Opioid-involved Overdose Fatalities in 2017: The Good, The Bad, and The Very Bad


  • Opioid-involved overdose fatalities rose in 2017, with deaths caused by prescription painkillers, heroin, and illegal synthetic opioids remaining at record highs.
  • Opioid-involved deaths rose at the slowest pace since 2013, however, because overdose fatalities involving prescription painkillers and heroin both stagnated.
  • Despite those improvements, overdose deaths involving illegal synthetic opioids rose nearly 50 percent, accounting for nearly the entire rise in all opioid overdose deaths.


The opioid crisis has had immense negative consequences, such as widespread addiction, the financial burdens of treatment and legal fees, poor health outcomes among infants, and fewer workers in the labor force. But, perhaps the most frightening aspect of the opioid crisis is the long-term and dramatic rise in opioid-involved overdose deaths. The Centers for Disease Control (CDC) recently reported that over 47,000 people died of an opioid-involved overdose in 2017. This brief insight reviews the report’s important takeaways, highlighting shifts in overdose fatalities involving prescription painkillers, heroin, and synthetic opioids.

All Opioid-Involved Overdose Fatalities

In 2017, 47,600 people died from an opioid-involved overdose, an increase of 12.7 percent from the 42,249 in 2016. Although opioid-involved overdose fatalities reached a record high, the 12.7 percent rise is the smallest since 2013. This shift is particularly notable because the growth in opioid-involved overdose fatalities had been accelerating in recent years, rising 8.1 percent in 2013, 14.4 percent in 2014, 15.5 percent in 2015, and 27.7 percent in 2016.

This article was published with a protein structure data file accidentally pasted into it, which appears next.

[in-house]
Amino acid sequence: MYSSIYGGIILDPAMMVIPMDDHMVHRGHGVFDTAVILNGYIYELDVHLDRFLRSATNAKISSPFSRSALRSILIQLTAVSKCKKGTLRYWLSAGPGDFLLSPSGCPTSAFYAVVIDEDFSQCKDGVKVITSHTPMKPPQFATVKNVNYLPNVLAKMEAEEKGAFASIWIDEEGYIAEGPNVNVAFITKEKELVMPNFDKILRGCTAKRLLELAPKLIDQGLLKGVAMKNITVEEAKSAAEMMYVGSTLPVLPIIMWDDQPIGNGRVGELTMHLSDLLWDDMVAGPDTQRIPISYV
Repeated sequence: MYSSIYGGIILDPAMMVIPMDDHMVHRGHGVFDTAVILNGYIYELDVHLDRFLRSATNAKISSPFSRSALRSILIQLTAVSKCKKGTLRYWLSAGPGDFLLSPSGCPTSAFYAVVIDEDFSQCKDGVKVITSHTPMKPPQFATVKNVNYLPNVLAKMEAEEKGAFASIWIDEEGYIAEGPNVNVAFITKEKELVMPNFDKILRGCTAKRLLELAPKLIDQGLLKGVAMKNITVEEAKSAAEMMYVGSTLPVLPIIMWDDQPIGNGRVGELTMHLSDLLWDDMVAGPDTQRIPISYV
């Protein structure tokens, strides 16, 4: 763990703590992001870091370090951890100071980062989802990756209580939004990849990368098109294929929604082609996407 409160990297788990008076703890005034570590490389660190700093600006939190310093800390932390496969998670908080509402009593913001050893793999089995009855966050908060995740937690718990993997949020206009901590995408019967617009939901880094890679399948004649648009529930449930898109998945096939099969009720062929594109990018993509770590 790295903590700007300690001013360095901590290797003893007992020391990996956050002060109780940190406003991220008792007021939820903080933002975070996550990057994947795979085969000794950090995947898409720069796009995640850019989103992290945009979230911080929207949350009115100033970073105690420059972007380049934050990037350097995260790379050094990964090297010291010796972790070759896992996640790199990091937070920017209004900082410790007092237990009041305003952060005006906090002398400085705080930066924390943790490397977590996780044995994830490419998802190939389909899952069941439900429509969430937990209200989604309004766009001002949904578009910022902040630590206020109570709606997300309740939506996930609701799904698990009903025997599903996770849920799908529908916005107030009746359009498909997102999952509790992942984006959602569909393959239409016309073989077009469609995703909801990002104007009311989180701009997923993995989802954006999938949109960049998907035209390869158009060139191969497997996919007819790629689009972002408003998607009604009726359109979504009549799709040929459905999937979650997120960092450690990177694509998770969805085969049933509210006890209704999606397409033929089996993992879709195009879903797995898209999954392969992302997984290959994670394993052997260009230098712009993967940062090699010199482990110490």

Overdose Fatalities by Type of Opioid

The chart below contains the number of overdose fatalities involving each of the three main forms of opioids, prescription painkillers, heroin, and illegal synthetic opioids. The chart illustrates the good, bad, and very bad developments in 2017.

Overdose Fatalities Involving Prescription Painkillers, Heroin, and Synthetic Opioids, 1999-2017

The Good News: Both prescription painkiller- and heroin-involved overdose fatalities stagnated in 2017, as each rose by just 0.1 percent.

The slow rise in deaths involving prescription painkillers continues a trend that began after 2010. As AAF previously documented, from 1999 to 2010, prescription painkillers drove the growing opioid dependency. In response to several public and private sector initiatives to restrict their access, however, the supply of prescription painkillers peaked in 2010 and has declined each year since. As the supply of prescription painkillers fell, the growth in overdose fatalities involving those substances slowed considerably. Specifically, the annual growth rate in overdose fatalities involving prescription painkillers slowed from 13.4 percent between 1999 and 2010 to just 4.8 percent between 2010 and 2016. The 0.1 percent increase in 2017 lowers the post-2010 annual growth rate to 4.1 percent.

Meanwhile, the 0.1 percent rise in heroin-involved overdose fatalities is a major shift from recent years. As AAF’s previous report also noted, after the supply of prescription painkillers began to fall, users remained addicted and turned to heroin as an inexpensive alternative. Unfortunately, heroin is far more potent than prescription painkillers. The annual growth rate in fatalities involving heroin spiked from just 4.1 percent before 2010 to 31.2 percent between 2010 and 2016. But with heroin-involved overdose fatalities rising by just 0.1 percent in 2017, the drug essentially did not contribute to the rise in overdose deaths.